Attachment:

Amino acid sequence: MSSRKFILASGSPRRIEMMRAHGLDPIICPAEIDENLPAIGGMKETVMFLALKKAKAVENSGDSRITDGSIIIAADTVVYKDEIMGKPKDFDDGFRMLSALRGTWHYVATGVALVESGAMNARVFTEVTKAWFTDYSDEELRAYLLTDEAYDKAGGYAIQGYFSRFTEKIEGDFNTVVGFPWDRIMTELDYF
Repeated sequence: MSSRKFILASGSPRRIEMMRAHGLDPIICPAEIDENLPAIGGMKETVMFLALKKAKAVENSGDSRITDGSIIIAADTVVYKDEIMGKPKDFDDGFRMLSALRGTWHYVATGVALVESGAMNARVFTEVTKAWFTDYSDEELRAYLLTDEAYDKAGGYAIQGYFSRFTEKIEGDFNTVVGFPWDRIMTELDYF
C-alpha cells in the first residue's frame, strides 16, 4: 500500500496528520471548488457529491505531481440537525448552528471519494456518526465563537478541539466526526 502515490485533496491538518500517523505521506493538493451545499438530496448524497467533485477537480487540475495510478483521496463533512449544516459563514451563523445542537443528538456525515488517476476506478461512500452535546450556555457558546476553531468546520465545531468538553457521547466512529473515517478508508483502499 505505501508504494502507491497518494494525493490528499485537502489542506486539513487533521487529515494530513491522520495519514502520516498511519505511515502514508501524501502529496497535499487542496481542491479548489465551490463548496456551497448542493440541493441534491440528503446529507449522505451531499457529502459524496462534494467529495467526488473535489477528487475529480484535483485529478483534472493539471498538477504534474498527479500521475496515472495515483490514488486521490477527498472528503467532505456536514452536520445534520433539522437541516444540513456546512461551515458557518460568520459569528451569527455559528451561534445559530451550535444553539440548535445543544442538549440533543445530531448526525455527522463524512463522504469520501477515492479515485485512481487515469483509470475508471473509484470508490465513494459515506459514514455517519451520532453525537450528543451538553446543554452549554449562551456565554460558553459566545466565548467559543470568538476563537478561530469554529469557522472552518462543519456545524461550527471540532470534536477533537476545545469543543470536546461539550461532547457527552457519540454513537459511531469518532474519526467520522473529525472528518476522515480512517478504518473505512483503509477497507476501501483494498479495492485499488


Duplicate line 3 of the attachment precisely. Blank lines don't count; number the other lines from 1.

C-alpha cells in the first residue's frame, strides 16, 4: 500500500496528520471548488457529491505531481440537525448552528471519494456518526465563537478541539466526526 502515490485533496491538518500517523505521506493538493451545499438530496448524497467533485477537480487540475495510478483521496463533512449544516459563514451563523445542537443528538456525515488517476476506478461512500452535546450556555457558546476553531468546520465545531468538553457521547466512529473515517478508508483502499 505505501508504494502507491497518494494525493490528499485537502489542506486539513487533521487529515494530513491522520495519514502520516498511519505511515502514508501524501502529496497535499487542496481542491479548489465551490463548496456551497448542493440541493441534491440528503446529507449522505451531499457529502459524496462534494467529495467526488473535489477528487475529480484535483485529478483534472493539471498538477504534474498527479500521475496515472495515483490514488486521490477527498472528503467532505456536514452536520445534520433539522437541516444540513456546512461551515458557518460568520459569528451569527455559528451561534445559530451550535444553539440548535445543544442538549440533543445530531448526525455527522463524512463522504469520501477515492479515485485512481487515469483509470475508471473509484470508490465513494459515506459514514455517519451520532453525537450528543451538553446543554452549554449562551456565554460558553459566545466565548467559543470568538476563537478561530469554529469557522472552518462543519456545524461550527471540532470534536477533537476545545469543543470536546461539550461532547457527552457519540454513537459511531469518532474519526467520522473529525472528518476522515480512517478504518473505512483503509477497507476501501483494498479495492485499488